How data science is affecting all of our lives for the better

20 Jul 2016

Irish companies are at the forefront of data science innovation, with farming, for example, front and centre of an analytics revolution. Next Generation Recruitment explains how all of our lives are improving because of this.

All over the world we are seeing a massive increase in the amount of data we can record and then analyse for the greater good of humanity.

DatSci Awards

A local example of this would be the National Ploughing Championships, which serves as one of Ireland’s biggest annual tech innovation arenas showcasing many data-driven innovations. The event had over 280,000 visitors over three days in 2015, with similar numbers expected for 2016.

This demonstrates that data-driven innovation in agriculture is happening rapidly in Ireland, with lots of exciting potential benefits including reduced herd mortality and healthier animals.

Herdwatch is just one great example of an Irish data-driven innovation company developed to help farmers in their daily lives monitoring their herds.

Droning on

Drones are also helping to achieve more data-led insights for agriculture. In Ireland, the drone scene is booming and this is enabling more and more companies to develop potential commercial insights, drawing on the value of the data gathered.

Ireland is in the fortunate position to be reaping the benefits of innovation in both drone technology and data analysis. With the two together, there are many more exciting future possibilities in monitoring hard-to-reach parts of industrial complexes, flooded areas, search and rescue operations and other scenarios where it may not be necessary to risk human life to gather important data.

This data visualisation was created using D3.js by Mike Bostock, a great example of how data can both be useful and beautiful too.

These data visualisations were created using D3.js by Mike Bostock, a great example of how data can be both be useful and beautiful too. Image via DatSci Awards

Continual growth

“Data is growing exponentially and data analytics is emerging from back-office research in organisations to sit centre stage, impacting on strategy and operations and demonstrating significant value,” said Cronan McNamara, founder of the annual Predict data conference (and one of the judges for the annual DatSci awards).

“According to Forbes, 89pc of business leaders believe big data will revolutionise business operations in the same way the internet did.”

Many Irish-based companies are making the most of these new opportunities and developing new and exciting products to help bring more meaning and insights into how we live our lives.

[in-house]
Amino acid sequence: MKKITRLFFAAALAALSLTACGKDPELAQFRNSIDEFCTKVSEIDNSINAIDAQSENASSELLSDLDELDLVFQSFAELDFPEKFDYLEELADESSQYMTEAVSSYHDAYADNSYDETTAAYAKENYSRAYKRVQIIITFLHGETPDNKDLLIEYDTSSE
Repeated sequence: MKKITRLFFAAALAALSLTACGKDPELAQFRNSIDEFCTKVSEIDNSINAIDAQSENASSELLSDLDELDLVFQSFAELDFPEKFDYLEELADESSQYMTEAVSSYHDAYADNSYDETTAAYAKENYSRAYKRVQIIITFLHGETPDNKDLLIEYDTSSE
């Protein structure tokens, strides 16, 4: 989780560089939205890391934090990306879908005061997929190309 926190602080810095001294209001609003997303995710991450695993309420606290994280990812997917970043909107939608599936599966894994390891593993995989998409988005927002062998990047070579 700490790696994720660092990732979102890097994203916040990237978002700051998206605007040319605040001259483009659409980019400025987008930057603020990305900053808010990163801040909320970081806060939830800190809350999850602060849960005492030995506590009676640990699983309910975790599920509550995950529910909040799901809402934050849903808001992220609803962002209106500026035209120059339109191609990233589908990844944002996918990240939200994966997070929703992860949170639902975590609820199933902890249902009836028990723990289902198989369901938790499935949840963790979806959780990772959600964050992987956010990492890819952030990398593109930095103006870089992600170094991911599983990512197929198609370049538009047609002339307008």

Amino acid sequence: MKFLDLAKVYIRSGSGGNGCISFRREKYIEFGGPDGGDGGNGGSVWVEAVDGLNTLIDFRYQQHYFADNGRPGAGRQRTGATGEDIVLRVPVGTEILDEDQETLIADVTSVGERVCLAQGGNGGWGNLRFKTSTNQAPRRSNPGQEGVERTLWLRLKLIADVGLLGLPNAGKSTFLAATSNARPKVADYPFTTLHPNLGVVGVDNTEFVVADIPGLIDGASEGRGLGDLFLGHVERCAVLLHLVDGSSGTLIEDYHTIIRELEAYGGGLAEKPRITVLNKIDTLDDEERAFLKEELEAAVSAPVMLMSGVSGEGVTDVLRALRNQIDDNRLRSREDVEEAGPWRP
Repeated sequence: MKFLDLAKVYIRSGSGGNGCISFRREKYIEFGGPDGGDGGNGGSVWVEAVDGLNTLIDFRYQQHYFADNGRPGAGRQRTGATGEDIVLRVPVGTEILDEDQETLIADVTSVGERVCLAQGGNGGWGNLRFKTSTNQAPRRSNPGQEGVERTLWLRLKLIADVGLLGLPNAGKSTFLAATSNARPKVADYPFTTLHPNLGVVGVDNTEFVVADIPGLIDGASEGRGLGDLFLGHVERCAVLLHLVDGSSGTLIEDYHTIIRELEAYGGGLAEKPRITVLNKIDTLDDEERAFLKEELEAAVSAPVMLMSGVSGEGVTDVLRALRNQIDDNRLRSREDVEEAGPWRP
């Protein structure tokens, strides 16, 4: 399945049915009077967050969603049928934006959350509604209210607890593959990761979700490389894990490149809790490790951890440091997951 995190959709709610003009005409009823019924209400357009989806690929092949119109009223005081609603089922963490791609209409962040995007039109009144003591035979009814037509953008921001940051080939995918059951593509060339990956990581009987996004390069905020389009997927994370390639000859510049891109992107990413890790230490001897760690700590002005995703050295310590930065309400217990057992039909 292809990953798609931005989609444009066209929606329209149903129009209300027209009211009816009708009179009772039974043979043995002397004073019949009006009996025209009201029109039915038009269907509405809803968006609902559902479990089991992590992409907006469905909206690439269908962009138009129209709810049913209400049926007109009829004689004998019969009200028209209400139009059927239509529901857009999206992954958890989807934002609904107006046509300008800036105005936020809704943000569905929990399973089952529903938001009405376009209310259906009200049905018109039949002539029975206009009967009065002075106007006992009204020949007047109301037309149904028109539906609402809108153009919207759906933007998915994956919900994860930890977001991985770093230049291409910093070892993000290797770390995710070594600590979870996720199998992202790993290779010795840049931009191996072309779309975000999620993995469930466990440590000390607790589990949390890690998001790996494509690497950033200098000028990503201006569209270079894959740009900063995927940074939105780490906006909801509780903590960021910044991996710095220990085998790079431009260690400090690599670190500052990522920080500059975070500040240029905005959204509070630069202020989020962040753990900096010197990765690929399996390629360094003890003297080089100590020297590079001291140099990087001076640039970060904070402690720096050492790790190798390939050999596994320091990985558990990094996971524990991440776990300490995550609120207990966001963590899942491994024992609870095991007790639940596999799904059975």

“Infrastructure, algorithms and data availability have reached a point where truly intelligent business applications can be built, and all the great work we’ve put into AI for the past five decades is starting to flourish and become useful,” said  Parsa Ghaffari, founder of Aylien.

Ghaffari’s innovative tools are now being used globally, one example being where a researcher in Japan used Aylien to further their cancer research.

Ireland leads the way

Edward McDonnell, director of the CeADAR centre for big data analytics, thinks this is an exciting time for data science, allowing researchers to extract meaningful insights from the growing volume of data.

“Ireland is building a huge competence in data analytics,” he said. “The third-level education sector has stepped up to the challenge of significantly increasing the supply of data scientists and has produced many postgraduate conversion courses across the country in data analytics.

“Enterprise Ireland, the IDA and [Science Foundation Ireland] have also made significant investments in large data analytics competency centres. This, all taken together, has positioned Ireland as a significant global player in the space.

“The fact that so many multinational companies are basing their data analytics centres here is testament to the strategic foresight that pinpointed data as the new raw material of business.”

Beyond Ireland, Niven Narain, founder of Berg, noted earlier this year how his new methodologies are aimed at reverse engineering the cancer process to tackle a range of serious life-threatening cancer types. By using algorithms to discover treatments for cancer, his company have opened up the potential for new, rapid developments.

This is only a brief introduction into all the potential exciting opportunities that data science is opening up to improve the quality of life for many people across the globe.

By Emma Quinn

Emma Quinn is senior marketing manager of Next Generation Recruitment who, in association with CeADAR, will host the inaugural DatSci Awards in September 2016.

A version of this article originally appeared on

Main farming image via Shutterstock